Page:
Tony Robbins, one of the nation's most successful motivational speakers, said: "If you do what you've always done, you'll get what you've always gotten." He was referring to the fear of trying something different to change the outcome to a positive result.
I personally love new marketing ideas and I would like to share with you two that I have created and been successful with. The positive outcome was that we achieved the results we wanted by selling more allied products and services and added profits to our bottom line.
State lotteries have proven to be one of the most successful marketing ideas of the century, generating billions of dollars for our 50 states. And they've inscribed this principle in the minds of most U.S. residents: "If you are not in it, you can't win it." So I decided to create my own "lottery ticket" in the form of winning products and services that I was offering in my OCS business.
I contacted a company that produced and printed scratch-off lottery tickets in small runs and had them list eight products and services that I would be willing to give out for free. Each of the categories below was covered with a scratch-off layer. The simple instructions were to scratch off a number until you find a product or service that you had not ordered from us before.
1. Package of mixed Cup-a-Soups;
2. Box of assorted hot chocolates;
3. Twenty-five assorted Nabisco cookies;
4. Bottle of Windex and paper towels;
5. Four 5-gal. bottles of spring water and a cooler for one month;
6. Use of a small office refrigerator for 90 days;
7. One-week use of a single-cup brewer and supplies;
8. One mixed case of 24 12-fl.oz. cans of Coke and Pepsi products.
Our delivery personnel were instructed to give out one lottery ticket at each stop, and our staff kept track to insure that all of our customers were "ticketed" over a period of two months. When a customer called to tell us what they had won, we never asked them if they only scratched off one item. We assumed they scratched off all of them and chose the one they wanted most.
We stopped giving out tickets after the two-month promotion and then restarted twice, with a two-month break between promotions. Our marketing goals were:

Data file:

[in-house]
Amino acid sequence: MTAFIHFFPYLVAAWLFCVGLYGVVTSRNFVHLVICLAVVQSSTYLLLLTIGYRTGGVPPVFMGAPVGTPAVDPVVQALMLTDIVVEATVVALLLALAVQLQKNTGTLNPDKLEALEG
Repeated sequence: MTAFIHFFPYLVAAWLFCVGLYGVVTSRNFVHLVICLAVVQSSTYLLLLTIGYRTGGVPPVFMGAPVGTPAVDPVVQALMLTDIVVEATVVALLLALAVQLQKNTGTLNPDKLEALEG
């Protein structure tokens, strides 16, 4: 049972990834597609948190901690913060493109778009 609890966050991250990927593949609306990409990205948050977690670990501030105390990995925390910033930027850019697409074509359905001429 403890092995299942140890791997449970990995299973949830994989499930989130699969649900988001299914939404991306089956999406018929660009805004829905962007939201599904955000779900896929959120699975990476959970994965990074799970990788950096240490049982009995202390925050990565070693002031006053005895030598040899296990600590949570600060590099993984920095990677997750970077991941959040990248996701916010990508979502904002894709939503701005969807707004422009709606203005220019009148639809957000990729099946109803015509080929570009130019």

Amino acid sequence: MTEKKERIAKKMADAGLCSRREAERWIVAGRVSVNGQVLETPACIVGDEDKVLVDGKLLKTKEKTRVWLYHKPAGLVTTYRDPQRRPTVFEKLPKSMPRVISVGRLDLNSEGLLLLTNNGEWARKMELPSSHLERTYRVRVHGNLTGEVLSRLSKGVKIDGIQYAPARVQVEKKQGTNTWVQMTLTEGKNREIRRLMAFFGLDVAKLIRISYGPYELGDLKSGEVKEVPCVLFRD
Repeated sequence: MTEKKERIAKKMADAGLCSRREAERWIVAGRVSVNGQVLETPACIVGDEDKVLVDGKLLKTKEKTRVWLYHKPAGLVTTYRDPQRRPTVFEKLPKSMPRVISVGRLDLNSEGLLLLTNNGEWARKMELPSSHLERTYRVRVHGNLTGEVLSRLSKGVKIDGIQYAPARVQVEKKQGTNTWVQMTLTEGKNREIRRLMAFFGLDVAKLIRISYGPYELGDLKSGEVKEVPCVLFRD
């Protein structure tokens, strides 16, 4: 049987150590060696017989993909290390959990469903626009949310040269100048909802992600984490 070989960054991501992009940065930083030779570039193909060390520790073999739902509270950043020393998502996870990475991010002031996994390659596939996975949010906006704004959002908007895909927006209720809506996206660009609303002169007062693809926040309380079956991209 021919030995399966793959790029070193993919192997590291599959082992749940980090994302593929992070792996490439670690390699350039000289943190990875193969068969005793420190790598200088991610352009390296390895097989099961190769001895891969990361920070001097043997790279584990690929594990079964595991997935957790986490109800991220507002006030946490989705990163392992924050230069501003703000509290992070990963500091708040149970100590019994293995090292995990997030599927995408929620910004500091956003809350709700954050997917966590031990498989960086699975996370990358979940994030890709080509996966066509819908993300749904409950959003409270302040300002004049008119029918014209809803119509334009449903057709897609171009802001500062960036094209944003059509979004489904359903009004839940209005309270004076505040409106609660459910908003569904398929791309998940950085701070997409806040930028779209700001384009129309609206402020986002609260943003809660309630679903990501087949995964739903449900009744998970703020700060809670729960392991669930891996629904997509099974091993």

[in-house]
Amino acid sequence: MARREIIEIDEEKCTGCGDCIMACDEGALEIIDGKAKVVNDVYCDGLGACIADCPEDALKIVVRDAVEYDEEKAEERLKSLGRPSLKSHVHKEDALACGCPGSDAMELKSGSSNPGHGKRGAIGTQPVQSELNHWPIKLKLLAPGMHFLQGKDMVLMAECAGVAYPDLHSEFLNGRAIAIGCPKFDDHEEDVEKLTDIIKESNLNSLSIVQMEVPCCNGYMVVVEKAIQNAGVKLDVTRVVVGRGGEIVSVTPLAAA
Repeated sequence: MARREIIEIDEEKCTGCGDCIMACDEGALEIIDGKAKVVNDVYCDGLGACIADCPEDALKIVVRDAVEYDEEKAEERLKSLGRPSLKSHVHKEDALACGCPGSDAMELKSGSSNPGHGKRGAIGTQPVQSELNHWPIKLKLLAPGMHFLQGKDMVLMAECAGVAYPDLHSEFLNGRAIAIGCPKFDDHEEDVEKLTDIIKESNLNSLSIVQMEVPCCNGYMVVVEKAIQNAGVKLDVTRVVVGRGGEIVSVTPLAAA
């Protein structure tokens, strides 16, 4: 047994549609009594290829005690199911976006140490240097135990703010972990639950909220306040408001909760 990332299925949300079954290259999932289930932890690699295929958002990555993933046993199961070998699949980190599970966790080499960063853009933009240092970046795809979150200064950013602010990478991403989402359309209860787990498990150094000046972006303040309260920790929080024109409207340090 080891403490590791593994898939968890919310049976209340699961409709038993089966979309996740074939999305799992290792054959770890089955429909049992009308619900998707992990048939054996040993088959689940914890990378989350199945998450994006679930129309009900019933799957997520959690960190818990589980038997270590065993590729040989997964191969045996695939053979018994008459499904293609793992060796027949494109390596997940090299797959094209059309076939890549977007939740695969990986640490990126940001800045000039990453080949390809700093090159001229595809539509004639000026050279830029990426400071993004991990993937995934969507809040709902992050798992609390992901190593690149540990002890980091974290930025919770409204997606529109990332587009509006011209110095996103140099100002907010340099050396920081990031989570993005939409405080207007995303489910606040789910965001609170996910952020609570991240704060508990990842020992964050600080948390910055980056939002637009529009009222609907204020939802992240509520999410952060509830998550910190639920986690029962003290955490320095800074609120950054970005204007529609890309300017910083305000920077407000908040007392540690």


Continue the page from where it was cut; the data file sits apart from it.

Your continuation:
1. Getting our customers involved with our customer service reps, or the salesperson who delivered the prizes or arranged for a brewer or cooler installation;
2. Allowing our customers to try something new, a product that they never had ordered before. By giving away variety boxes of hot cocoa, soups, cookies and sodas, we hoped to cover all the taste preferences in that office;
3. Informing our customer base that we had single-cup brewers, water cooler service, janitorial products, cold beverages and snacks, and hot non-coffee beverages;
4. Building goodwill between our clients and our company;
5. Generating new sales of our products and services;
6. Adding profits for our sales staff and our company.
These promotions were very successful over a period of one year. Once the product or service was delivered, we made a note on the client's account as a reminder to ask for a reorder of what we gave them in the promotion.
As a result of this promo, we placed many new water coolers into service and sold thousands of dollars in additional allied products. Single-cup placements were successful, too, once we gave clients a free trial for a week. I strongly suggest that you have good sales controls to follow up properly, or your program will not be as successful.
Another marketing promotion that succeeded for us was sending out a crossword puzzle that we developed with a software package we purchased online. Our goal, again, was to get our customers involved and educated about the products and services we offered.
We simply designed the puzzle with over 40 names of the products, equipment and services that we offered. Here are a few example of the type of questions we asked.
What hot beverage do many people drink on a cold day that has marshmallows in the cup? Hot chocolate! Name the healthy water that is in a 5-gal. bottle that sits on top of a water cooler. Spring! What salty snack product is fun to eat when drinking a cold beverage? Potato chips! Which hot beverage is made with steam and is served in a small 3-fl.oz.cup? Espresso!
We inserted a flyer with the crossword puzzle on top of each case of coffee we delivered. The instructions were simply to fill in all of the blanks and fax, scan or send the completed puzzle by mail to our company and, if all answers were correct we would offer them a choice of several prizes listed on the puzzle form. Again, like the lottery prizes above, we offered as prizes a choice of products that the client had never tried.
Most entries sent in were correct; and if there were errors, we would let them know that we would send them a mix of some of our hot or cold beverages just for playing.
Again, this promotion was successful, and we achieved our goals of informing our customers that we had a lot to offer them; and we gained more sales and profitability. You can do the same by trying something different to promote your company.
Please let me know what you have done with successful promotions. I can be reached at (516) 241-4883 or OCSconsultant@aol.com.
LEN RASHKIN is a pioneer in office coffee service. He founded Coffee Sip in 1968 and later merged it with Dell Coffee, of which he became president in 1991. Sales at Dell topped $7 million. He also founded the Eastern Coffee Service Association and National Beverage & Products Association. He is a speaker at national and local trade conferences, consults on OCS sales and marketing, and is the author of two OCS training programs.